Department of Physics | July 2, 2015
Determining the chemical abundance pattern left by the earliest stars in the universe is no easy feat. A Lawrence Livermore National Laboratory (LLNL) scientist is helping to do just that.
The first stars in the universe formed about 400 million years after the Big Bang (estimated at 13.8 billion years ago). Inside of these stellar furnaces, nuclear processes fused the hydrogen and helium made by the primordial nucleosynthesis into heavier elements.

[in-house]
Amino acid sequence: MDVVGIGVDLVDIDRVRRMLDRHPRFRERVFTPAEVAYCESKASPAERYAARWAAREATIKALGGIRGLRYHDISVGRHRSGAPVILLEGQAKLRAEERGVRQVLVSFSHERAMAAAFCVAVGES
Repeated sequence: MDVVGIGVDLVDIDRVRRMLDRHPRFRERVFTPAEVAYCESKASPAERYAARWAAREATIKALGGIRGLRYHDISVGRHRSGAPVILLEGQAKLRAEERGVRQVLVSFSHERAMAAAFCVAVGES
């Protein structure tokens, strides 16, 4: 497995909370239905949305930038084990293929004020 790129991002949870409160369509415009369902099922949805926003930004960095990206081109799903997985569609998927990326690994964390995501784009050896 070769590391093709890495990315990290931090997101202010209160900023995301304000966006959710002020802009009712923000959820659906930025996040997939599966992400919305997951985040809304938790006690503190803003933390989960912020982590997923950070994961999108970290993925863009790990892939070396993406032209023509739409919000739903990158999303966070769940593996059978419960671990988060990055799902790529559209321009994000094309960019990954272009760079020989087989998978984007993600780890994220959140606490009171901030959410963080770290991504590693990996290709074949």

An international team led by Brian Bucher of LLNL has made an important contribution to the ability to predict the unique chemical signature left by these early stars with the first direct measurement under stellar conditions of an important nuclear reaction. The research appears in the June 26 issue of the journal, Physical Review Letters.